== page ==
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pathology microbiology and immunology Archives

Pathology of septic shock

Feb. 8, 2017—The signaling molecule IL-15 promotes septic shock, a life-threatening condition involving organ injury caused by infection.

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Flu vaccine response in older adults

Jan. 25, 2017—High dose flu vaccine boosts the immune response in older adults by increasing activation of certain immune cells.

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Improving vaccine formulations

Jan. 20, 2017—The compound MPLA is an attractive vaccine component, designed to elicit a robust immune response.

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Metastatic pancreatic cancer ‘reprograms’ for malignancy

Jan. 19, 2017—Metastatic pancreatic cancer — cancer that has spread from the pancreas to other tissues and is responsible for most patient deaths — changes its metabolism and is “reprogrammed” for optimal malignancy, according to new findings reported Jan. 16 in Nature Genetics.

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Midgut neuroendocrine tumor prognosis

Jan. 6, 2017—Vanderbilt investigators recommend that the presence of tumor deposits in the abdomen be included when staging midgut neuroendocrine tumors.

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Single-cell analysis of solid tumors

Dec. 12, 2016—A new method will make it possible to study solid tumors and healthy tissues using mass cytometry.

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Targeting the “un-targetable”

Nov. 18, 2016—A novel drug that targets the protein RSK blocked aggressive breast cancers from metastasizing in an animal model.

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Sarcoidosis research, patient care focus of newly created center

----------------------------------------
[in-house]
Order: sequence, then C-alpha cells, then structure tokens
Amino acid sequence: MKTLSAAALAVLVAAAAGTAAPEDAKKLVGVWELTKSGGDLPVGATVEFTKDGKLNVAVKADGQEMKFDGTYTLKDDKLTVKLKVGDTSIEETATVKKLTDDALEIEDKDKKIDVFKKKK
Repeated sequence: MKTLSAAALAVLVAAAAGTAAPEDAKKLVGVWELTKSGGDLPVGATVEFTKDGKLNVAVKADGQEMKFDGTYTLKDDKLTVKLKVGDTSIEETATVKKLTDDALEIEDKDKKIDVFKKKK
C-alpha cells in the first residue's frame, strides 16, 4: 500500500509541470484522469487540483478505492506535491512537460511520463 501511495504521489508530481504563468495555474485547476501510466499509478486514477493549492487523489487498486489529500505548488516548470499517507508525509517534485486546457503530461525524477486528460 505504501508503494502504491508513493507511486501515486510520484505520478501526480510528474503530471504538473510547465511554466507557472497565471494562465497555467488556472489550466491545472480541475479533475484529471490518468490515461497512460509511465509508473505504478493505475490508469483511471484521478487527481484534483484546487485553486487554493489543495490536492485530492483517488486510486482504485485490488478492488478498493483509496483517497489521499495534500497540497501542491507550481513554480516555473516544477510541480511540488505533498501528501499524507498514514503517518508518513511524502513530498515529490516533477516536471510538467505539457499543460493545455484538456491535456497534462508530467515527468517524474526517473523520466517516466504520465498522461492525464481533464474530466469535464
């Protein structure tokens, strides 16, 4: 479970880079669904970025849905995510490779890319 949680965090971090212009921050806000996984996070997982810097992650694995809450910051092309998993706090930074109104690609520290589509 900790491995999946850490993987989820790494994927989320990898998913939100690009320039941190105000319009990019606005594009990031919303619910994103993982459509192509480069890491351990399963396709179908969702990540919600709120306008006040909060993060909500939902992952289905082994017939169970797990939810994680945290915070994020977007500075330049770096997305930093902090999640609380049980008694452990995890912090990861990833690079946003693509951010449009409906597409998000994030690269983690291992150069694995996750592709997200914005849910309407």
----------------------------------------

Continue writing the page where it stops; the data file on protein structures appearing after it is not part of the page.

Nov. 17, 2016—Vanderbilt University Medical Center (VUMC) has established a Sarcoidosis Center of Excellence under the direction of Wonder Drake, M.D., associate professor of Medicine and Pathology, Microbiology and Immunology.

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Stem cells promote tolerance

Nov. 17, 2016—Blood-forming stem cells play a role in immune tolerance and acceptance of organ transplants, Vanderbilt researchers have discovered.

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Links between immune cells and metabolism explored

Nov. 10, 2016—At the intersection of immunology and metabolism is a burgeoning new field: immunometabolism. It’s an area where Vanderbilt has exceptional strengths, said Jeffrey Rathmell, Ph.D., Cornelius Vanderbilt Professor of Immunobiology.

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Early study finds antibody that ‘neutralizes’ Zika virus

Nov. 7, 2016—Researchers at Vanderbilt University Medical Center and Washington University School of Medicine in St. Louis have isolated a human monoclonal antibody that in a mouse model “markedly reduced” infection by the Zika virus.

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VUMC investigators find pathogens work together to infect host

Nov. 3, 2016—Pseudomonas aeruginosa and Staphylococcus aureus — two pathogens that frequently co-infect the lungs of patients with cystic fibrosis — appear to cooperate with each other, Vanderbilt investigators have discovered. When pseudomonas is starved for metal by the host, it shuts down the production of factors that would normally kill staph, promoting a co-infection.

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